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Material Design Feature Highlights Xamarin.Forms 3.6

Microsoft's Xamarin.Forms UI toolkit has been updated to version 3.6, removing the "experimental" tag from a feature that makes it easier to implement Material Design look-and-feel in cross-platform iOS and Android projects.

Google's Material Design initiative for Android apps provides more grid-based layouts, responsive animations and transitions, padding and effects to simulate depth features such as lighting and shadows, according to Wikipedia.

In announcing Xamarin.Forms 3.6, the Xamarin team's Paul DiPietro noted that a new Visual feature designed for easier implementation of Material Design-like UI constructs has graduated to stable, now available to more developers.

"With it, you can bring Material design to mobile apps globally, or on a control-to-control basis, thus reducing the need for special renderers in your applications," he said.

 Visual Implementing Material Design on iOS and Android
[Click on image for larger view.] Visual Implementing Material Design on iOS and Android (source: Microsoft)

Another post explains how Visual works. "Visual is a set of control renderers," said the team's David Ortinau. "At its most fundamental level, that's it. You can use Visual today to tie together all your custom renderers across all the Xamarin.Forms backends (platforms). If you are unfamiliar with how custom renderers work, then our documentation guides can bring you up to speed."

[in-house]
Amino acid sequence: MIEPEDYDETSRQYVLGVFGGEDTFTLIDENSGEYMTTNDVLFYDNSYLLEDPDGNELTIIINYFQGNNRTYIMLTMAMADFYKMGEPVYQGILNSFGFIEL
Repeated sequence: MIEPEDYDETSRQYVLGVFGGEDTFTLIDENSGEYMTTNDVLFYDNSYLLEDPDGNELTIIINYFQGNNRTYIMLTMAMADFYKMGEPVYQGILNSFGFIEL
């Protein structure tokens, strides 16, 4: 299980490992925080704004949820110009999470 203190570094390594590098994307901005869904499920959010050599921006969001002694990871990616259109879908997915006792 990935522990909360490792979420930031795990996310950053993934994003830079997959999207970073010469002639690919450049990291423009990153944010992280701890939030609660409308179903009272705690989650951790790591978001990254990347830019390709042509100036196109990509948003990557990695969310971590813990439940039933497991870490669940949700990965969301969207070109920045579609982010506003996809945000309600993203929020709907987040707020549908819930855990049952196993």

In other words, Visual can work with more than just Material Design.

"Visual ships today with Material design, a decision based on the overwhelming feedback we heard from developers that this system most closely matches their design goals," DiPietro said. "Visual profiles for Cupertino/HIG and Fluent are possible future additions."

The new Xamarin.Forms update also reportedly improved the quality of the release with more than 40 bug fixes, several of which were contributed by the open source community.

Ortinau maintains a TheLittleThingsPlayground GitHub repo that serves as a playground for experimentation with new Xamarin.Forms features, including those just introduced in version 3.6.

More information on the new update can be found in the release notes. Xamarin.Forms development is conducted out in the open on GitHub.

About the Author

David Ramel is the editor of Visual Studio Magazine.

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